The projects will involve LED lighting, variable frequency
drives, Ideal Industries’ Audacy wireless lighting control/
energy management system, and other new technologies.
The team also installed two new video boards in the stadium while maintaining the existing historic scoreboard, which
wasn’t without its challenges.
According to Dan Maimonis, project executive, electrical
contracting partner Kelso-Burnett, and Bill Martin, Jr., project
manager, Kelso-Burnett, the contactor that measures balls and
strikes in the old scoreboard is historic and irreplaceable, so
it required a lot of care. In addition, the scoreboard was controlled from the press box behind home plate, so it had to be
removed and replaced because the wiring went through the
left-field portion of the bleachers.
In addition to the team of nearly 200 contractors having to
work in the tight constraints and cold-weather months of the
offseason, the stadium’s electrical system had undergone many
additions over the years and involved a collection of different
“We’ve worked with utility ComEd to upgrade all of their
feeds to the stadium and rebuild the entire distribution system
to bring it up to the current standard,” Nissen said. “It had been
built to code at the time, but the technology is completely dif-
In addition, the sheer quantity of labor, the short time
period and the tremendous volume of conduit and wire to pull
required tight coordination, a reality exacerbated by contractor
labor shortages in Chicago, the site of many other construction
projects happening concurrently.
“This is one of the most complicated and challenging jobs
we’ve ever done but also one of the most rewarding because it’s
such an iconic structure in Chicago,” Nissen said. “It’s exciting
to be a part of it.”
“Wrigley Field is one of the most unique projects I’ve been
involved with, but as a lifelong Chicagoan, it was one I had to
work on,” Maimonis said.
BLOOM is a 20-year veteran of the lighting and electrical products
industry. Reach her at firstname.lastname@example.org.
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A rolling KNAACK DataVault
with large-screen monitor was
used on the job.
Our experts share their tips for success on
Know your landscape
“[Historic structures] haven’t necessarily been documented
in a pristine manner, so you never know what you’re going to
unearth,” Maimonis said.
It is important to study the structure yourself.
“Because there are often no blueprints or ‘as-built’drawings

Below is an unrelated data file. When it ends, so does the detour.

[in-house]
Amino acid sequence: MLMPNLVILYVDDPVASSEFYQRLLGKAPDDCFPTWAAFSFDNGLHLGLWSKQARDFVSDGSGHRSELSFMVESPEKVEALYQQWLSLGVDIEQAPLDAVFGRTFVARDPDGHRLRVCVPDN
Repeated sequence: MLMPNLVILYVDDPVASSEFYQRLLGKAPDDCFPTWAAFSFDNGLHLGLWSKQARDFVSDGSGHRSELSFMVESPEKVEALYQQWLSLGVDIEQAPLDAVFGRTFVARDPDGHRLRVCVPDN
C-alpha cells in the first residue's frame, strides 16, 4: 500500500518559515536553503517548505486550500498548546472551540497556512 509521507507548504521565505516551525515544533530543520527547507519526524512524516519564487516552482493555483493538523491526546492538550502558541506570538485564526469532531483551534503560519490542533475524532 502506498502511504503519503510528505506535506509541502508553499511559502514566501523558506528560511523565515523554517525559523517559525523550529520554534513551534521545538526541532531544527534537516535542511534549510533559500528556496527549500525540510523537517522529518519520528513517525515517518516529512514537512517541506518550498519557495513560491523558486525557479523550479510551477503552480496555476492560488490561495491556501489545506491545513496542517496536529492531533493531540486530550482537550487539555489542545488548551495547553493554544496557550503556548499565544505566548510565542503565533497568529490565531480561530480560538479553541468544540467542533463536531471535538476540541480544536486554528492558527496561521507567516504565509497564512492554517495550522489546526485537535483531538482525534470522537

available for reference, contractors really need to touch and see
the building to see what’s actually going on,” Busse said.
“There are many more variables in an older structure
than there are with newer ones and subsequently more risk
to contractors,” Nissen said. “You can’t necessarily work from
or take quantities off drawings. You’ve got to allow for some
creative routing and coordination in the field that you wouldn’t
necessarily have on a newer structure. You may have to open
up ceilings and floors or have someone actually crawl through
the bowels of the place to determine the materials to use,
where to run things, and if other things need to be moved.”
Historic renovations can require more coordination than usual.
“We had weekly and often daily meetings as required with
our project managers and foremen to ensure that we were
doing it right the first time,” Busse said.
Capitalize on technology
The best way to stay in communication and progress as a team
is to use current technology to your advantage.
“We used a rolling Knaack Mini DataVault to house a
computer with a large-screen monitor that tapped into the
Internet and had all of our documents loaded in it, from
submittal reviews so that we could check on products to
meeting minutes so that we could review all the latest
sketches,” Busse said.
Both projects relied on Trimble (Accubid) estimating
software as well as Trimble 3-D laser scanners integrated with
BIM and CAD systems.
“You’ve got to look at your structure and use the most up-to-date information available,” Maimonis said. “At Wrigley Field,
in addition to using the DataVaults, we digitized the project
for our staff so that everyone could pull up a BIM model on a
tablet to compare it to what they were finding in the field.”
This is important regardless of the structure’s age.
“Efficiency should always come into play, especially for a
property owner who intends to possess the property for a long
time,” Nissen said. “You want to be making decisions on the
products to be installed based on their total life cycle costs, not
just their first costs.”
Embrace the team
Historic renovations can involve many more players than other
“You have to be experienced, listen, be able to
communicate with all of these individuals who have a stake in
the upgrade, and be able to make changes quickly,” Busse said.